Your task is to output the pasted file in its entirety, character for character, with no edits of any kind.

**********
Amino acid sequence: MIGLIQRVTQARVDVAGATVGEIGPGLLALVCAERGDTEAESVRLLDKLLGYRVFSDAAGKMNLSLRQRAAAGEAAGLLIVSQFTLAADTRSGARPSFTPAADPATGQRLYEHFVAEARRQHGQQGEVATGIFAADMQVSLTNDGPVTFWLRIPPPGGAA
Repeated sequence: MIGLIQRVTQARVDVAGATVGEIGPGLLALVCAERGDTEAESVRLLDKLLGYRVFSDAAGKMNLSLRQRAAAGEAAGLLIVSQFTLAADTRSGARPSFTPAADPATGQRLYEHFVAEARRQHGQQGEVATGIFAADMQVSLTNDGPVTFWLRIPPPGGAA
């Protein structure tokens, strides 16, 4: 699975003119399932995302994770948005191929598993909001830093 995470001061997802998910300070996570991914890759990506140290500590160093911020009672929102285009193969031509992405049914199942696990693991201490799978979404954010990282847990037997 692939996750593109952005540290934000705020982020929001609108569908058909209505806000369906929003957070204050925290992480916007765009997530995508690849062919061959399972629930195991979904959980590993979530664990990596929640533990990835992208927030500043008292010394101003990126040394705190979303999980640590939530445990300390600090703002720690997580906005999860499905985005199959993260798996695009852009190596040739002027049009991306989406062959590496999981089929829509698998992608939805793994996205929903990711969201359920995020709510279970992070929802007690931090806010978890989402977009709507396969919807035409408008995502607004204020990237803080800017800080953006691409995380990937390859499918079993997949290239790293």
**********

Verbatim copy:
Amino acid sequence: MIGLIQRVTQARVDVAGATVGEIGPGLLALVCAERGDTEAESVRLLDKLLGYRVFSDAAGKMNLSLRQRAAAGEAAGLLIVSQFTLAADTRSGARPSFTPAADPATGQRLYEHFVAEARRQHGQQGEVATGIFAADMQVSLTNDGPVTFWLRIPPPGGAA
Repeated sequence: MIGLIQRVTQARVDVAGATVGEIGPGLLALVCAERGDTEAESVRLLDKLLGYRVFSDAAGKMNLSLRQRAAAGEAAGLLIVSQFTLAADTRSGARPSFTPAADPATGQRLYEHFVAEARRQHGQQGEVATGIFAADMQVSLTNDGPVTFWLRIPPPGGAA
């Protein structure tokens, strides 16, 4: 699975003119399932995302994770948005191929598993909001830093 995470001061997802998910300070996570991914890759990506140290500590160093911020009672929102285009193969031509992405049914199942696990693991201490799978979404954010990282847990037997 692939996750593109952005540290934000705020982020929001609108569908058909209505806000369906929003957070204050925290992480916007765009997530995508690849062919061959399972629930195991979904959980590993979530664990990596929640533990990835992208927030500043008292010394101003990126040394705190979303999980640590939530445990300390600090703002720690997580906005999860499905985005199959993260798996695009852009190596040739002027049009991306989406062959590496999981089929829509698998992608939805793994996205929903990711969201359920995020709510279970992070929802007690931090806010978890989402977009709507396969919807035409408008995502607004204020990237803080800017800080953006691409995380990937390859499918079993997949290239790293």